A boat built for an engine of 18-inch cylinder was ready for trial in August, 1789. After several failures, and changes in the machinery, this boat was successfully tried in the spring of 1790, and was run as a passenger boat on the Delaware, making during the season more than 2,000 miles at an average speed of 7 1/2 miles an hour. But more money was wanted to introduce the invention, and the numerous stockholders in the enterprise could not be brought to respond to further assessments. Time ran on, and Fitch was cramped for the necessaries of life. He repeatedly asserted that the passenger traffic of the great western rivers would one day be carried on exclusively by steam; that ships of war and packet ships would navigate the Atlantic by steam; and that some one to come after him would reap fame and fortune from his invention. He now sought some small office under the government of Pennsylvania and that of the United States, but was disappointed. Failing to interest new parties in his project, and the company absolutely declining to make further advances, Fitch abandoned his boat, and for some months wandered about the streets of Philadelphia, a ruined man, with the reputation of a crazy projector.

On Oct. 4, 1792, he presented a sealed envelope containing manuscripts to the library company of Philadelphia, with a request that it might be kept unopened till 1823. In 1793 he went to France in pursuance of a contract with Aaron Vail, contemplating the introduction of his invention in Europe; but the times were not propitious, and the means and patience of Fitch were exhausted. On his return he remained a while in London, and in 1794 he worked his passage to the United States as a common sailor, landed at Boston, and spent nearly two years at East Windsor. In the summer of 1796 he was in New York, and placed a small boat on the Collect pond, worked by a submerged wheel at the stern, which has been described as a screw propeller. Soon after he visited Oliver Evans in Philadelphia, and expressed his intention of forming a company to introduce steamboats on the western waters. With this view, and to ascertain the condition of his western property, he went to Kentucky, where he found his land overrun with squatters, and no encouragement for his steam projects.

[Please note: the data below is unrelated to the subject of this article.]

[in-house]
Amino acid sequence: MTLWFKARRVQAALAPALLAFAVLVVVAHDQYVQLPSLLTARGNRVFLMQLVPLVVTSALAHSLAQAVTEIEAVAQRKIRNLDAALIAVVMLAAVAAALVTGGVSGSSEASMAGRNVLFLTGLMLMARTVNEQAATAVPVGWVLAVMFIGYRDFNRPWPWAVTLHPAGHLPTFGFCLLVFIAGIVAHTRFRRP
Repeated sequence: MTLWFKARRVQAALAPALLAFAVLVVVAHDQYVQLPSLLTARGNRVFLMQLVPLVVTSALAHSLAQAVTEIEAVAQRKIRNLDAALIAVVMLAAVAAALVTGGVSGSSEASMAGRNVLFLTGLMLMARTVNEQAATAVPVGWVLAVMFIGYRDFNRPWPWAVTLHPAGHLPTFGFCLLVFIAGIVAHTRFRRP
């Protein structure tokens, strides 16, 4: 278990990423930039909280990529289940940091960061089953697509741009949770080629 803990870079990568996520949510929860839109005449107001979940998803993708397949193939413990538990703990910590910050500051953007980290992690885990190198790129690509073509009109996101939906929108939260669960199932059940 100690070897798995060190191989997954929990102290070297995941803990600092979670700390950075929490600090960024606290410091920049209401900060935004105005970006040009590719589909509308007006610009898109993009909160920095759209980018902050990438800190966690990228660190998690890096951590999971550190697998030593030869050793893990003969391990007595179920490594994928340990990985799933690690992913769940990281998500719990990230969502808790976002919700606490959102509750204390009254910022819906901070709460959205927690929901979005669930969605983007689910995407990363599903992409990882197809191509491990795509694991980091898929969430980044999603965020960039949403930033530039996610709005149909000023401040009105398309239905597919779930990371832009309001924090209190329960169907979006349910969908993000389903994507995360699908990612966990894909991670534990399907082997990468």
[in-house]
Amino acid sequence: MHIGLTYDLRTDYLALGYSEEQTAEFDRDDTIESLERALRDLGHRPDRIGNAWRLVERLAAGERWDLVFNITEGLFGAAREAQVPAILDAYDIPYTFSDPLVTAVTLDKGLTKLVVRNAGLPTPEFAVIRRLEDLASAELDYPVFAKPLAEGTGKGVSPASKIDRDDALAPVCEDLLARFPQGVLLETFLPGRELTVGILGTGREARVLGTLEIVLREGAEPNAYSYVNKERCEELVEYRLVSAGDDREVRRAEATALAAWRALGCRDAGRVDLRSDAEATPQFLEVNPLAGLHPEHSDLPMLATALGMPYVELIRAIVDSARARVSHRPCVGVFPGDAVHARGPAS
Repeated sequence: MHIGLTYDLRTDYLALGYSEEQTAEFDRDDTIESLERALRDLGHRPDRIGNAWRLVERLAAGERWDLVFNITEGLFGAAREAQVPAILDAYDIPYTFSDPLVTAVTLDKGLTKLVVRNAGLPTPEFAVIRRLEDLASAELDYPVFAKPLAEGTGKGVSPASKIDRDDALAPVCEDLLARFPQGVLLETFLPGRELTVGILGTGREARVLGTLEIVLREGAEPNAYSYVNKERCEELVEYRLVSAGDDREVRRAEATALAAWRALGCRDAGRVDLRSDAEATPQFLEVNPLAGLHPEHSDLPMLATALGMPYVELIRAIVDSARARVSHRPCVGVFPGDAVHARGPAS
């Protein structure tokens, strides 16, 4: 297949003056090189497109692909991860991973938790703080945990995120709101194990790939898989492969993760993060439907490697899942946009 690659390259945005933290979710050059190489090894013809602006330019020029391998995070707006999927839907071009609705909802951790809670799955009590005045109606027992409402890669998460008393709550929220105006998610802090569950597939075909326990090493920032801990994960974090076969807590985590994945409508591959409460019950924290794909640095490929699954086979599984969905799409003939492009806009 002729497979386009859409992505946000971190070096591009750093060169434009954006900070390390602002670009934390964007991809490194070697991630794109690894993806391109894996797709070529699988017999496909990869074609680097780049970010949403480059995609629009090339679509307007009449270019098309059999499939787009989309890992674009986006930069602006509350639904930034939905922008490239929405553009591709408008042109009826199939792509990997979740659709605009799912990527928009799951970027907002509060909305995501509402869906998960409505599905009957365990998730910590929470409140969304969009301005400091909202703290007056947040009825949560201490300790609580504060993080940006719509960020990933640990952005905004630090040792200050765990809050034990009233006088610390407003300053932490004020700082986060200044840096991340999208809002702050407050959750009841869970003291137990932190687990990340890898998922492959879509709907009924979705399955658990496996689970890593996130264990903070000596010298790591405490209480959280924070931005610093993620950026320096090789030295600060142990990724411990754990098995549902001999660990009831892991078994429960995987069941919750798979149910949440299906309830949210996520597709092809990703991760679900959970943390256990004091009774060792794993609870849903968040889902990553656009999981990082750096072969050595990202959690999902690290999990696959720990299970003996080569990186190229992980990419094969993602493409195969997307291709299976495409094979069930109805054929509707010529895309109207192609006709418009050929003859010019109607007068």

Mortified by his inability to carry out his great project, and wearied by the lawsuits in which he had been engaged for the recovery of his lands, Fitch became despondent and desperate, and terminated his life by swallowing a dozen opium pills which had been left with him from time to time by his physician to use as anodynes. The sealed, envelope was formally opened by the directors of the library company in 1823, and was found to contain a detailed history of his adventures in the steamboat enterprise, inscribed To my children and to future generations," with a journal and other papers, from which his biography was prepared by Thompson Westcott (Philadelphia, 1857). A memoir of Fitch by Mr. C. Whittlesey is in Sparks's "American Biography."